Why CBAAC celebrates Black History Month, by Osayande

 

 

F

or three days last week, the serene J. P. Clark Centre, University of Lagos, resonated with theatrical performances as it echoed with the triumphs of Africans over forces of domination, discrimination and exploitation at this year’s edition of Black History Month organized by the Centre for Black and African Art and Civilisation (CBAAC) in collaboration with the Institute of African and Diaspora Studies, University of Lagos.

 

 

The event which was on the theme “What Black History Means To Me” broth together scholars, artists, culture aficionados, students among others.

 

 

In her opening remark, the acting director general of the Centre for Black and African Art and Civilisation (CBAAC), Mrs. Osaro Osayande, noted that CBAAC was established in 1979 shortly after the hosting of the epoch-making 2nd World Black and African Festival of Arts and Culture, popularly called FESTAC 77, and  since its establishment, the Centre has been in the forefront of preserving, promoting and propagating African cultural values and showcasing Africa’s contributions to world civilisation.

 

 

“The Centre carries out these functions through conferences, public lectures, seminars, workshops, roundtables, exhibitions both locally and internationally. It is in keeping with this mandate that the Centre has made the Black History Month celebrations one of its cardinal programmes, and has chosen to collaborate with the Institute of African and Diaspora Studies, University of Lagos to co-host this year’s edition,” Mrs. Osayande said.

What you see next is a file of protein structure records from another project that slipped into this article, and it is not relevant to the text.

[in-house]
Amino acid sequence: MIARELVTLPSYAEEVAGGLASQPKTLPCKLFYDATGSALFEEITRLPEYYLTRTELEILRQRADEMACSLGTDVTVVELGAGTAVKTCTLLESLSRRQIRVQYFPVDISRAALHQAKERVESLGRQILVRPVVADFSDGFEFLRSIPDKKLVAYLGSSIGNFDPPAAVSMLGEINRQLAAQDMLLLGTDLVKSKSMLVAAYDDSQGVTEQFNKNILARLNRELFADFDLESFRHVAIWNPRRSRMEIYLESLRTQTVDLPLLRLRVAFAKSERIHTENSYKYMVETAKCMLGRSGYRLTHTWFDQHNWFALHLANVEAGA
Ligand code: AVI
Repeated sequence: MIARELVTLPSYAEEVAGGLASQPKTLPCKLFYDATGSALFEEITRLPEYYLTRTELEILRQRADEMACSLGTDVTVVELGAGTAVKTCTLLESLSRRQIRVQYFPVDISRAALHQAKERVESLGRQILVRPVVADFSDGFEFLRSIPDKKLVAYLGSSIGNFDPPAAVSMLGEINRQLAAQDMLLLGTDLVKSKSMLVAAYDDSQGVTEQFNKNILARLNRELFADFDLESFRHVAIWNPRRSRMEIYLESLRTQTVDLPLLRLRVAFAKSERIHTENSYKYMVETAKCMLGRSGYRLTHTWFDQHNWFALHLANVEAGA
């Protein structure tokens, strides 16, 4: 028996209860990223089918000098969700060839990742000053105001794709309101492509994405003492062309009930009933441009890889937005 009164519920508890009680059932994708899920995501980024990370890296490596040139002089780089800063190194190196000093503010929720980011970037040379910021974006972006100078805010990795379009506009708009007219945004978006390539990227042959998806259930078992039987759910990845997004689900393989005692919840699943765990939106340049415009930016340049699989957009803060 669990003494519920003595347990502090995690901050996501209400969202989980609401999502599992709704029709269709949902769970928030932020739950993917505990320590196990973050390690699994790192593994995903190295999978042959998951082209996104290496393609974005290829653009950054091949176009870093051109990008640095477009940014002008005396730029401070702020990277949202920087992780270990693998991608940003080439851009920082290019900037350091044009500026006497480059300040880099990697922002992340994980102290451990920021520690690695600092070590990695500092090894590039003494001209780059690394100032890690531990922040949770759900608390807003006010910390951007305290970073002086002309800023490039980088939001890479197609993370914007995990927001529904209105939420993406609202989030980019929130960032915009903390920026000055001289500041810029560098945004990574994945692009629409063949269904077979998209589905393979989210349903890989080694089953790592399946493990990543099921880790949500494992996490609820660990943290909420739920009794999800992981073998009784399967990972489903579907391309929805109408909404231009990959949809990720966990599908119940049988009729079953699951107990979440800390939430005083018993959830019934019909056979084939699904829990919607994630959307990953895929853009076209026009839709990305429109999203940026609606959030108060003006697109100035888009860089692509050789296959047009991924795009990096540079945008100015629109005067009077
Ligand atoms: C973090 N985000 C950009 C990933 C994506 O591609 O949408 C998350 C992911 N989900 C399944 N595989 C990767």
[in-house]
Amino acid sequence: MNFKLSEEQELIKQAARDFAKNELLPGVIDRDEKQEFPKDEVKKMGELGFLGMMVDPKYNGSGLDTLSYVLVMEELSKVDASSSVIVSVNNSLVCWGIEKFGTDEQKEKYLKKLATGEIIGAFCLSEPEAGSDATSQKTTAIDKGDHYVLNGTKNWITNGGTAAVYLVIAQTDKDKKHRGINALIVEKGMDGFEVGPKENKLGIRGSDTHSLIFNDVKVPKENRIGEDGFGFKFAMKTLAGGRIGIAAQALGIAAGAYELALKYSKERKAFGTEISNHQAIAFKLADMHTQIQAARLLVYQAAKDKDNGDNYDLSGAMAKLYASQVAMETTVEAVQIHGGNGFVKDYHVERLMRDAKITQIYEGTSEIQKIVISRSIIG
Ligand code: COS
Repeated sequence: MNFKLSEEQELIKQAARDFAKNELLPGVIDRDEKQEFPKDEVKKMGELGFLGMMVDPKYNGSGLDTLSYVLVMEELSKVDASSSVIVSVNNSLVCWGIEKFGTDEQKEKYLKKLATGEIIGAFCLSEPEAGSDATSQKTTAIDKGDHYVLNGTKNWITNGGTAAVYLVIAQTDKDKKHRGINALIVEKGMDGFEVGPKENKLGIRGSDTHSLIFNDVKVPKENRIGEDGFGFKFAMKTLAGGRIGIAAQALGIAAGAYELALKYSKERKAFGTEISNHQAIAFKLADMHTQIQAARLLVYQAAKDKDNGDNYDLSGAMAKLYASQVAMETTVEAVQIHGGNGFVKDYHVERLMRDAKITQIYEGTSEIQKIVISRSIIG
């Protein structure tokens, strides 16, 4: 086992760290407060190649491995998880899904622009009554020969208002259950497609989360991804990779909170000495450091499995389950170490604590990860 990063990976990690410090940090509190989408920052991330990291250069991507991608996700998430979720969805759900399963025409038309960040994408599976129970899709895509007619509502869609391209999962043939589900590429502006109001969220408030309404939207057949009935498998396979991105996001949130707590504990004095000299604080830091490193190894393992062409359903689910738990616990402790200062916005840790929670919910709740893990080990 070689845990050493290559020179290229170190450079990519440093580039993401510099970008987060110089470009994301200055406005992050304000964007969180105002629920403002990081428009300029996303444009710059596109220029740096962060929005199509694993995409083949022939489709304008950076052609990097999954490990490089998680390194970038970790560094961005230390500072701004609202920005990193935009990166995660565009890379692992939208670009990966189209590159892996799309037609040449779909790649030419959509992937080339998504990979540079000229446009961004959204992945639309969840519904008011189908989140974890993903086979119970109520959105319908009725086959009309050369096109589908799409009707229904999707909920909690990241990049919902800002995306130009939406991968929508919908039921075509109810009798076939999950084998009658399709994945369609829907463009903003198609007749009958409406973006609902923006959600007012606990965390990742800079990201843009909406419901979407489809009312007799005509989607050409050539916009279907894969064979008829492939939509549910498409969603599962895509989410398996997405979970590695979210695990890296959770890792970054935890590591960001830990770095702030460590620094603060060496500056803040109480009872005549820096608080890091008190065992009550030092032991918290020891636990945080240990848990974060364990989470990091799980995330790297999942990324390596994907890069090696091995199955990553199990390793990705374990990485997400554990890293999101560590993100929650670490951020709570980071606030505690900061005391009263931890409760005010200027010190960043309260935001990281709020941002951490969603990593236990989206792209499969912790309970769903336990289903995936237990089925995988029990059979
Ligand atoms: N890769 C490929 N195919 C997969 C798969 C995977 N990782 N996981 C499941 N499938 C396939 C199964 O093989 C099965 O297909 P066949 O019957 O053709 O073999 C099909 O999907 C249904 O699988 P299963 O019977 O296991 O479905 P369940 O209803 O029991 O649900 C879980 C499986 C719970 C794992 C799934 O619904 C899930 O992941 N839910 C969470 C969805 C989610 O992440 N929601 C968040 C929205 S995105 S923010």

She further noted that although the idea of Black History started in the Americas, it is now globally celebrated in the month of February to honour the triumphs and struggles, including the artistic, cultural and political achievements of the Black race all over the world.

 

 

“Hence, the celebration we are witnessing today is geared towards reechoing the triumphs of Africans over forces of domination, discrimination and exploitation. It is also aimed at showcasing to the world the tremendous contributions of Black people to world civilization.

 

 

“Among other things, we are gathered here to listen to lecture presentation by seasoned and erudite scholars on the theme of ‘Electioneering and Electoral Practices in Africa and the Diaspora’. “This is quite apt in view of its relevance to the continent and beyond. In addition to this, we will watch some cultural performances and later view an exhibition with the theme: Black History: The Struggle and Triumphs, mounted by the Centre for Black and African Art and Civilisation (CBAAC). This is deliberately packaged for the appreciation of Black History and to also ignite our pride as Africans. Kindly make out time to visit the CBAAC exhibition stand.” 

 

 

She lauded the Director and entire Institute of African and Diaspora Studies (IADS) team for the smooth process of collaboration that ensued between CBAAC and IADS. “I must say that this gesture is a clear demonstration of the disposition of the University and indeed the Institute on collaborative research and ventures. CBAAC looks forward to more mutually beneficial collaborations with your Institute on areas of shared interest.”